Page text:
Image courtesy of markcbrennan via flickr
Any (admittedly dim) hopes that President Bush might choose to salvage his tattered - some might say non-existent - environmental credentials were dashed when his administration announced plans to open more than 3 million acres of Alaskan forests to logging, mining and road building. The Guardian's David Adam reports that the plan will open 3.4 million acres of the Tongass National Forest, a haven for a variety of vulnerable species, to logging and other development, 2.4 million acres of which are currently pristine. The area had previously been granted protection by the Clinton administration under its "Roadless Rule" provision.
Claims by supporters of the plan that it would help bolster and sustain Alaska's economy were quickly shot down by environmentalists, who pointed out that logging makes up only around 1% of the state's economy - a far cry from the much more significant share made up by other activities that will be put at risk by the move, such as commercial fishing and tourism.In what seems like a poor attempt at jest, Denny Bschor, the Alaska regional forester who helped approve the scheme, told Adam that it would "sustain the diversity and health of the forest . . . and ensure a source of recreation and solitude for forest visitors." Other interest groups, already clamoring for more giveaways, have decried the plan as not going far enough; Owen Graham, executive director of the Alaska Forest Association, said the plan, as is, wouldn't even ensure his industry's "survival."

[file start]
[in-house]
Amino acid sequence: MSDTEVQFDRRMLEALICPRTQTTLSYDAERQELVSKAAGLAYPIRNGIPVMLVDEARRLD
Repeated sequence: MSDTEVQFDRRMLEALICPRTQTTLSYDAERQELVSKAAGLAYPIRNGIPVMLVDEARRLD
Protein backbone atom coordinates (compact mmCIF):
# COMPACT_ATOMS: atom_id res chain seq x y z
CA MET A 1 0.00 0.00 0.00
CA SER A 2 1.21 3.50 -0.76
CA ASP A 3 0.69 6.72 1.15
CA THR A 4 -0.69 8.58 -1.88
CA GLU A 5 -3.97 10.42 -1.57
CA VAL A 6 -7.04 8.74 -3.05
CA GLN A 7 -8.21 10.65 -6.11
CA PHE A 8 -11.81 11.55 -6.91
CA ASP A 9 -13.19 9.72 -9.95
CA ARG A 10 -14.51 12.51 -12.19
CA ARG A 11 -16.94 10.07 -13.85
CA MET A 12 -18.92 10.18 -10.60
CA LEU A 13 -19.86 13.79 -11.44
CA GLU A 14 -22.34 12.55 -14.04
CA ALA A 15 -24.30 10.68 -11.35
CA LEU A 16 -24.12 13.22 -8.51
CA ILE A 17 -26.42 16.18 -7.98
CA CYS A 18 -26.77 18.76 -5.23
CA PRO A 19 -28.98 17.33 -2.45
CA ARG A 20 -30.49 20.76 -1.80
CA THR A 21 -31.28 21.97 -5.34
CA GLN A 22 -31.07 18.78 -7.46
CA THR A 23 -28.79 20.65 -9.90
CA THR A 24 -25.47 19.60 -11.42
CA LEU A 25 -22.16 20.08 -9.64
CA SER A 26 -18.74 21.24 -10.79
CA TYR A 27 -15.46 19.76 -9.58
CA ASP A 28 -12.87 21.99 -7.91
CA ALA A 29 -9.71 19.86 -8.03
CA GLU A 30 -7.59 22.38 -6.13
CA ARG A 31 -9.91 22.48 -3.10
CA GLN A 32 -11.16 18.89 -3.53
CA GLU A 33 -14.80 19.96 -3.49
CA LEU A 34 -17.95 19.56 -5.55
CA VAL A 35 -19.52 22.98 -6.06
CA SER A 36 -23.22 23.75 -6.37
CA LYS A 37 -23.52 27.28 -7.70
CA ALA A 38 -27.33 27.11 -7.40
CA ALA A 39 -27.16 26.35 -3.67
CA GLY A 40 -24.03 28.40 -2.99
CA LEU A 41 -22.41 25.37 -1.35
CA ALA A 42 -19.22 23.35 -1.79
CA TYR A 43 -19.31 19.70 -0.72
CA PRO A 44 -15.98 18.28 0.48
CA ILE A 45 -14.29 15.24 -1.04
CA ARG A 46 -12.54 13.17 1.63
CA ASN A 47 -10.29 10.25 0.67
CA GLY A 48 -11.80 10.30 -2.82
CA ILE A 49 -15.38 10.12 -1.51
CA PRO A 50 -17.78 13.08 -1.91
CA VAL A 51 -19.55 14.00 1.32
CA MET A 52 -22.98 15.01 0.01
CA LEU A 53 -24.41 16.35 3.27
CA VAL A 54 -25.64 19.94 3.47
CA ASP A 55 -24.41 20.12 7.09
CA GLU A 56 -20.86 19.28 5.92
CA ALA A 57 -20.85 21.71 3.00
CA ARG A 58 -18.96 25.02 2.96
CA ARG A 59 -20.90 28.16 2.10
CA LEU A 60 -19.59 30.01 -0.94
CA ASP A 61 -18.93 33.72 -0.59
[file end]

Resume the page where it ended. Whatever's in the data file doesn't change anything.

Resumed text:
Hidden amongst its concessions to the timber industry lie a few meager protection provisions: 90,000 acres of old-growth reserve and 47,000 acres of karst lands would be placed off-limits to logging activity.
Via ::The Guardian: Bush opens 3m acres of Alaskan forest to logging (news website)